Wasn't The PATRIOT Act Supposed To Be About Stopping Terrorism?

from the oh-look dept

The PATRIOT Act was all about stopping terrorism, right? We were told that special provisions that ate away at our civil liberties were needed specifically to catch dangerous terrorists -- and that the reason for such an abdication of our rights had nothing to do with simply giving the government more useful surveillance powers. Aaron DeOliveira points us to a fascinating chart that shows how often law enforcement has been using "sneak-and-peek" warrants. These warrants let officials search private property without letting the target of the investigation know. Again, we were told that these expanded powers were needed to stop terrorism. So what have they been used for? Take a look:
Yup. They're all pretty much being used in drug cases. Now some might make the argument that it's important to go after drug dealers -- but that's not how the PATRIOT Act was supposed to be used.

Filed Under: drugs, law enforcement, patriot act, sneak and peek, terrorism


Reader Comments

The First Word

What you see is what you get Provision

I believe there should be a WYSIWYG provision in every law like the PATRIOT act that basically goes like this:

1. Law is created that gives the police insane powers for catching leprechauns

2. Time passes (2 years as a suggestion)

3. Mandatory dialog between Police and fellow citizens:

Publicly appointed person:

Excuse me Mr. Police Officer, how's that law working out and how many leprechauns did you catch?

Police type person:
OMG it's sooooo great! I was able to catch 1,300 smurfs!!!

Publicly appointed person:
Oh, I see; that law is now null and void. If you want to catch smurfs *AND* leprechauns, you're going to have to write the law that way. This one is done, go back and try again.

Another idea would be to have the law with a mandatory sunset. For example after 5 years, if you've not caught all the terrorists with these new powers, then they aren't working the way you thought they would. Give us back our rights.

Of course Law Enforcement would want to extend these powers, and I believe the law should let them. However it should function like this:

1. 5 years is up and the Law Enforcement folks come to renew the law

2. We happily allow this but we automatically cut the time in half before the sunset occurs again.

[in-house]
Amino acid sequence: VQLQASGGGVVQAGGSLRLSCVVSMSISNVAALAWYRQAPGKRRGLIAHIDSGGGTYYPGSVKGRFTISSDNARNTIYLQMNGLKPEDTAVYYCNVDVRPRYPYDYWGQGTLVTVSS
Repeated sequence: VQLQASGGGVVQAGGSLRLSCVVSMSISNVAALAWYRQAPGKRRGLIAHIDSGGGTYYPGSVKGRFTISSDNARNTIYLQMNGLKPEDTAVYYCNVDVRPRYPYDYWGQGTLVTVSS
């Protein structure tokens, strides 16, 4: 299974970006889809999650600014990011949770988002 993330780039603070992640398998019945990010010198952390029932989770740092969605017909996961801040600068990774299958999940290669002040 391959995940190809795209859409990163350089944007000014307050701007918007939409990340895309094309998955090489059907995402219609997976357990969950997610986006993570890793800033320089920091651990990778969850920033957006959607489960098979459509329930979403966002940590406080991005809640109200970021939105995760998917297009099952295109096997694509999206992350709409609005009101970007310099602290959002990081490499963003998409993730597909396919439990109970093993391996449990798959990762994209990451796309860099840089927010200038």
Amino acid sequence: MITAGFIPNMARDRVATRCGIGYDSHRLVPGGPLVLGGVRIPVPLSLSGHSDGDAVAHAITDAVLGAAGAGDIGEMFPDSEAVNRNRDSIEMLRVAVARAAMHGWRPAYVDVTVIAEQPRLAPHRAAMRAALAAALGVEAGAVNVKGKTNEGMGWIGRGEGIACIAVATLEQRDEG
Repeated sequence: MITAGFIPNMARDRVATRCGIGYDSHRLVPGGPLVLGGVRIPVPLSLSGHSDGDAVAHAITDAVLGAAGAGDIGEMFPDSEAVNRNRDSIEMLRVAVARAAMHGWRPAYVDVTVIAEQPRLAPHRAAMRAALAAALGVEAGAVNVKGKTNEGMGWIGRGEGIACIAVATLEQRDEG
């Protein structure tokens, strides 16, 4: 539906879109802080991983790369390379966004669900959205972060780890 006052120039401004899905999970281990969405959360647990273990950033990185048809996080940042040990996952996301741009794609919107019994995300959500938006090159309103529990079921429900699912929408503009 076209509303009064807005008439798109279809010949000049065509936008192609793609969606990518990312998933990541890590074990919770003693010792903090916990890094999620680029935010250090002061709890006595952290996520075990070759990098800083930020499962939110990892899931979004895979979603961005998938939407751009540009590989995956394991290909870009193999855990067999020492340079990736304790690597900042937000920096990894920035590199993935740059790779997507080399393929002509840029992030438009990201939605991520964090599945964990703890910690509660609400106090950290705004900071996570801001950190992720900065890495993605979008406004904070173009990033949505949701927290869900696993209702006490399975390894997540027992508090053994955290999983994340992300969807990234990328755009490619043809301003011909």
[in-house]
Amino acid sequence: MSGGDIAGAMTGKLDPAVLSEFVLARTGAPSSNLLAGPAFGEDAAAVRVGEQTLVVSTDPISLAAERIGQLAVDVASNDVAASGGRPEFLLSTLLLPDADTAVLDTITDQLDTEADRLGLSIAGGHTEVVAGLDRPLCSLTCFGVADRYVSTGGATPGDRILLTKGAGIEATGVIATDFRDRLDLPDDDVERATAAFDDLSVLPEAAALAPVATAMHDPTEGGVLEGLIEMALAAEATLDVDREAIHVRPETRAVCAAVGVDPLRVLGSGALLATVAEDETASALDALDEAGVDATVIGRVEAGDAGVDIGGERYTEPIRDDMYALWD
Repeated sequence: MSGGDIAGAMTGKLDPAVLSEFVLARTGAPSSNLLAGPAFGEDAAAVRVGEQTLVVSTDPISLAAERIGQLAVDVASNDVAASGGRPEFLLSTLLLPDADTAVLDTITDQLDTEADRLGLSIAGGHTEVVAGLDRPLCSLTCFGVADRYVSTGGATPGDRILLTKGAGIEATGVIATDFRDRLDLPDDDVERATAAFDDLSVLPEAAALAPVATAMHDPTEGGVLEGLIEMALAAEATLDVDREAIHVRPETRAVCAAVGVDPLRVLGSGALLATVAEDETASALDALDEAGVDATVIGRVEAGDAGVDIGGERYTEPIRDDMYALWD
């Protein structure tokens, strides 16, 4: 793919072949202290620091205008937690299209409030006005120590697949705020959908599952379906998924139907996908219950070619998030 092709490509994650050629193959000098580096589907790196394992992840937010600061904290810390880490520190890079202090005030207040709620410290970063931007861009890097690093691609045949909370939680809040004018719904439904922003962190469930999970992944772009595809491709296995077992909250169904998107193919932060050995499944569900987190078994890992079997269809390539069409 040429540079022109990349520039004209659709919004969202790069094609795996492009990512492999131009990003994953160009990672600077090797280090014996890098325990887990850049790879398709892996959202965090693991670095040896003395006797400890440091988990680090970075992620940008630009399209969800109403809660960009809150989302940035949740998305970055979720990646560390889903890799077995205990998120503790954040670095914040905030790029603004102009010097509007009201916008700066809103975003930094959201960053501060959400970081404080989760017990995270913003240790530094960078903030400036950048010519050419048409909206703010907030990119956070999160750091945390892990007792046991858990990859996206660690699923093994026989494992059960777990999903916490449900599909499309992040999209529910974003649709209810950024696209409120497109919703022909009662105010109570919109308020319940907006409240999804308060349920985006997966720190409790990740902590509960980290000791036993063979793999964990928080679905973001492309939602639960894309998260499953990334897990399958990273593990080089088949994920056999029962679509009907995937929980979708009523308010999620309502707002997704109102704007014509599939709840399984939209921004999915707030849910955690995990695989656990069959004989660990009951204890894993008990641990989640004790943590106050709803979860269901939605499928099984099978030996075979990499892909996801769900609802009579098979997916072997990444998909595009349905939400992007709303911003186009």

In addition to this, the Law Enforcement folks who benefit from this law (which is all of them) lose 10% of their budget which is then to be used for social welfare. That or a really big block party. Either one.


/shrug. It could work
—Motheius

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  1. icon
    rooben (profile), 8 Sep 2011 @ 12:40pm

    Re:

    of course, so do charities, right so we should allow warrantless wiretapping of charities, cause, you know - some of them siphon money to terrorists.

    Hey, goes what? I heard that parents sometimes give birth to kids that grow up to be terrorists. So - having parents fuels terrorism. Lets go after all families, too.

    If the investigation is drugs, they are using it for drugs, not terrorism. Because some drug dealers fund terrorists, does not mean DEA are focused on battling terrorists. They are looking for drug dealers, because that in itself is a crime.

    Tying it to terrorism is just another way to weasel more rights away from you. Last I checked, drug dealers can be American citizens, and have access to the same constitutional rights as you do. I know this statement is way overused by people that don't know the difference...but this is ACTUALLY anti-constitutional. Have a right to due process. If the agency is using sneak-and-peak, that means they don't have any evidence, or enough evidence to call it probable cause...its a way to get evidence enough to obtain an actual, constitutional warrant.

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